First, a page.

Added 20 May 2007 after splitting the genus from the Ratsnakes page and adding the rest of the genus.

A Look at the Family Colubridae


Red-Tailed Rat Snakes


Gonyosoma is an Asian genus chiefly-known for the very attractive but tricky G. oxycephalum, the Red-Tailed Rat Snake. The genus has also become a receptacle for a few other species formerly assigned to Elaphe, although there is apparently some disagreement over exactly which ones.

G. oxycephalum seems to be the only species that occurs regularly in hobbyist literature and has an unenviable reputation for being difficult. The Bartletts recommend this species only to the most advanced keepers and zoological institutions.

G. frenata, Assam Green Trinket Snake G. jansenii G. oxycephalum, Red-Tailed Rat Snake

Scientific Name Common Name Distribution Size Notes
G. frenata

Assam Green Trinket Snake Assam (India), SE China to SW Sichuan, N Vietnam 2½' Formerly considered an Elaphe species, this is an attractive snake, being an overall brightish green with paler sides. It can be distinguished from the similarly-coloured E. prasina by its black bar passing across the eye above the labial scales, which is lacking in E. prasina. Another distinguishing mark is the loreal scale which is fused to the prefrontal scale. It is not supposed to be widely distributed across its range, which is mainly mountainous, and physical and political obstacles further limit its availability. Staszko and Walls recommend a moderately heated terrarium with overwintering for reproductive purposes.   B I
G. jansenii   Indonesia (Sulawesi [Celebes])    
G. oxycephalum Red-Tailed Rat Snake SE Asia, Indonesian archipelago 5-8½' The consideration of this species as a true rat snake now seems to be in doubt, and indeed two other similarly doubtful species, E. frenata and E. prasina, have been placed in this genus by some authorities. Not much is known of its natural history, although it seems to inhabitat mangrove swamps with brackish water in at least some parts of its range: Alcala describes it as arboreal and large confined to forests within the Philippines. Nevertheless G. oxycephalum is a beautiful snake, being often a glossy shade of green with the red tail of its common name. Some specimens from the Indonesian part of its range are an attractive grey colour, lacking the red on the tail but instead often having yellow or green heads. Unfortunately this is probably one of the most difficult snakes to keep alive in captivity. Virtually all are wild-caught and arrive with heavy parasite loads, respiratory problems, refusal to feed and a highly aggressive temperament. Add to that the need for a spacious arboreal cage in a quiet area and the possibility that you may need to entice it to feed with birds rather than prekilled mice, and you can see why most hobbyists avoid it. The Bartletts recommend captive temperatures of up to 88 deg F by day, dropping to 75 deg F at night, a natural photoperiod and fairly high humidity. They also recommend it for only the most advanced hobbyists or zoological institutions. Scalation details [Alcala]: 30 scale rows at neck, 25 at midbody: scales smooth on the anterior part of the body but keeled on posterior half, pointing posteriorly: 240-255 ventrals, 120-135 subcaudals in double rows: anal shield divided. Coloration: Filipino specimens are overall bright yellowish to whitish green dorsally, with olive heads and greenish labials: the tail varies between yellowish and flesh colour: ventrally it is more yellowish than laterally: chin, throat and belly are cream yellow, and the outer edges of the ventrals are greenish.   B I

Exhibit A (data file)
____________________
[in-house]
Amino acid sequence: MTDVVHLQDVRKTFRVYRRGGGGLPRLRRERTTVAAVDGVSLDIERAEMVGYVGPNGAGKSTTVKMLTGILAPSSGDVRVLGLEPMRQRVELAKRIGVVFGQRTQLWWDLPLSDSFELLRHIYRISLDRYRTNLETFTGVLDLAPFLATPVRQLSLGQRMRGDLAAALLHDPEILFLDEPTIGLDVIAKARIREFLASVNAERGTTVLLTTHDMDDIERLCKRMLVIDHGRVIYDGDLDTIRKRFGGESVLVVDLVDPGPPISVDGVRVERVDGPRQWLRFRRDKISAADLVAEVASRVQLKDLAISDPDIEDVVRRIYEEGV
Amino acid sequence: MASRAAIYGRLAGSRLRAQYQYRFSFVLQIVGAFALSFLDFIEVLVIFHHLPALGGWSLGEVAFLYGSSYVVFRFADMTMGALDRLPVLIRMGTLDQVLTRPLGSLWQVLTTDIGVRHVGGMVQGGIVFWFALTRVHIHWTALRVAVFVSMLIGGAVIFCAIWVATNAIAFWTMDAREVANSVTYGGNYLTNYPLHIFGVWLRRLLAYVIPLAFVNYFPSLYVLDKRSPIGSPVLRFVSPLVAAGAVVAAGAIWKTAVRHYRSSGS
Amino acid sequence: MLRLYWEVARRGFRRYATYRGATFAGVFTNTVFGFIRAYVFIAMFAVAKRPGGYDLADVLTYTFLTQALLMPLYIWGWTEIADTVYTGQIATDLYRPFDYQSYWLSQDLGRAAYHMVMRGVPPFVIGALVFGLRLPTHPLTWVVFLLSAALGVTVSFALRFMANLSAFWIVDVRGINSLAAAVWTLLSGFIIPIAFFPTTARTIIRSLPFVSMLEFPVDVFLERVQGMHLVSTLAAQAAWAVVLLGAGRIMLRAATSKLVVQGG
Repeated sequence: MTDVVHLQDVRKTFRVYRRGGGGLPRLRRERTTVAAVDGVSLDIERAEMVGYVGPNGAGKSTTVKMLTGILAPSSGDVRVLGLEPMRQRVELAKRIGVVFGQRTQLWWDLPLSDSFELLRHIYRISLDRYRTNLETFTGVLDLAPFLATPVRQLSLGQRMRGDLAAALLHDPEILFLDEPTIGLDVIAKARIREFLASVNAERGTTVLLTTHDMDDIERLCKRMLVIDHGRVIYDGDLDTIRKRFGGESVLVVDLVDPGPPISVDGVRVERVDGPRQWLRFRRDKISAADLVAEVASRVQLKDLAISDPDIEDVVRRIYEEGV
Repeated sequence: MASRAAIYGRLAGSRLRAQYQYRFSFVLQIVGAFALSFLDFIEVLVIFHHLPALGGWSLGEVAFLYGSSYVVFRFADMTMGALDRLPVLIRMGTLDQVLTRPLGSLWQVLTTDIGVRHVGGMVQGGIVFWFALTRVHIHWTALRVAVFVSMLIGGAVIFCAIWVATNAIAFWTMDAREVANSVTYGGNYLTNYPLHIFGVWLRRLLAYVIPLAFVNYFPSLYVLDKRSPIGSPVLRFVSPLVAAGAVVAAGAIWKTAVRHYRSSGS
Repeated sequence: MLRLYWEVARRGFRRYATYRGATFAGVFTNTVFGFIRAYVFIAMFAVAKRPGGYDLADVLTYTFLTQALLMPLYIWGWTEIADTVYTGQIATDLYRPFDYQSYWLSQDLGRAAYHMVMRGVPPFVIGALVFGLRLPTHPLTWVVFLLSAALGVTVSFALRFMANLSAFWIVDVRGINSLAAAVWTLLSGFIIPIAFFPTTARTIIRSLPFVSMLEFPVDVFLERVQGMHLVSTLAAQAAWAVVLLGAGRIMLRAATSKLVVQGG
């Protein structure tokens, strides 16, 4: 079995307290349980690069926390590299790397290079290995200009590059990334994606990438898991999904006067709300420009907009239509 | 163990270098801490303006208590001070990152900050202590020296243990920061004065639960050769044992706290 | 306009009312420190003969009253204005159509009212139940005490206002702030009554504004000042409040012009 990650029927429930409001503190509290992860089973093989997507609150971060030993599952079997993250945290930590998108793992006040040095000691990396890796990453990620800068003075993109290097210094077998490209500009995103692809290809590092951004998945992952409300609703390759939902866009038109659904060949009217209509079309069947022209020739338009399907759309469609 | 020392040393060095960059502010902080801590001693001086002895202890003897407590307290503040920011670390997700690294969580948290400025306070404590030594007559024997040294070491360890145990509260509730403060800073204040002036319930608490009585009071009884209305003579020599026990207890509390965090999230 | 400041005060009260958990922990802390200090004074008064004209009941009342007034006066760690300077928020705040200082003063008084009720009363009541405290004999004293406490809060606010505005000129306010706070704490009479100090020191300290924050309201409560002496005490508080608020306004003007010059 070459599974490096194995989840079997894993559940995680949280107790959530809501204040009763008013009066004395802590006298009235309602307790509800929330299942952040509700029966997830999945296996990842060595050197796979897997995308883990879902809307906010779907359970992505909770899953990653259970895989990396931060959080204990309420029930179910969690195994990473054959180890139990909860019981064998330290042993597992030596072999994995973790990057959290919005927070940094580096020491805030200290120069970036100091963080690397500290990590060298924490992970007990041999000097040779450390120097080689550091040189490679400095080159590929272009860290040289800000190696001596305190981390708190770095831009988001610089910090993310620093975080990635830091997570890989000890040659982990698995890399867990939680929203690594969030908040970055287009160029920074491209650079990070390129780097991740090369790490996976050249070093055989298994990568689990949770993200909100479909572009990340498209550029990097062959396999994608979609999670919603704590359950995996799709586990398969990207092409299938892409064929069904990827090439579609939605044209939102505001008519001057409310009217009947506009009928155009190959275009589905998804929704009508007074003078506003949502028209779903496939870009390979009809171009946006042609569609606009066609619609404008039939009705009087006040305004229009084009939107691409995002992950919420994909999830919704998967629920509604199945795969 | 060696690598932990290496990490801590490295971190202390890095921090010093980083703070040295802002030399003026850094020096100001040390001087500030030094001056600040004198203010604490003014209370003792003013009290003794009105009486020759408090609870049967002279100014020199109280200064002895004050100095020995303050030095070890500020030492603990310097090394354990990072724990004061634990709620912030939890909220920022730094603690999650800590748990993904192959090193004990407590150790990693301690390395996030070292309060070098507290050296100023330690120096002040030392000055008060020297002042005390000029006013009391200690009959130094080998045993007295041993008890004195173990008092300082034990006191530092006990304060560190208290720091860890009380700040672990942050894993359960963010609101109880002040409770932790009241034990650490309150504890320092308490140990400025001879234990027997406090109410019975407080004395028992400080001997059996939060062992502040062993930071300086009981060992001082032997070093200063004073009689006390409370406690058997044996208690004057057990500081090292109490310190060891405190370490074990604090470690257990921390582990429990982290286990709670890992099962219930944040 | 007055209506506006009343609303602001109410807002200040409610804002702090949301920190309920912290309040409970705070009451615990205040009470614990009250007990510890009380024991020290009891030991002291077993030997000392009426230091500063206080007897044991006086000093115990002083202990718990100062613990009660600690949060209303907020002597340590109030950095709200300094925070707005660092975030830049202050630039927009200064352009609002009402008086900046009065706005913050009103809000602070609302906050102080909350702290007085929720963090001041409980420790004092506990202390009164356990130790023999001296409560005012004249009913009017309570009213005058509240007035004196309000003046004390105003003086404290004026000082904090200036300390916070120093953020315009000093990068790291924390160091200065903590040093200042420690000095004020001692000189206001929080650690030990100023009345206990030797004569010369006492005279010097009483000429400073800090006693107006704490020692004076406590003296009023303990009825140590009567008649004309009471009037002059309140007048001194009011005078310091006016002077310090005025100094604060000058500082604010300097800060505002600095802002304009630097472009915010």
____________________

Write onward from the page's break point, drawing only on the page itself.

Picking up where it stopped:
Guide to Philippine Flora and Fauna. Volume X, Amphibians and Reptiles, Prof. Angel C Alcala, Natural Resources Management Centre, Ministry of Natural Resources and University of the Philippines, 1986. Very useful field guide to the herps of this area, which is usually under-represented in literature. One slight drawback is that the photographs are black-and-white and the descriptions of colour for many species are drawn from preserved specimens: otherwise this book is to be recommended if you can obtain a copy.

Herpetology of China, Er-mi Zhao and Kraig Adler, Society for the Study of Amphibians and Reptiles, 1993.

Rat Snakes: A Hobbyist's Guide to Elaphe & Kin, Ray Staszko & Jerry G Walls, TFH 1994.

Corn Snakes and Other Rat Snakes (Complete Pet Owner's Manual) by R D & P Bartlett, Barrons Pet Series 1996.


Index of ratsnake articles (on this site).

Reptilia-Denmark has an introductory article and some good photographs of G. oxycephalum.

Eco-Rep has an introductory article and describes experience of both imported and captive-bred G. oxycephalum. is a German-language site largely dedicated to snakes and in particular G. oxycephalum.

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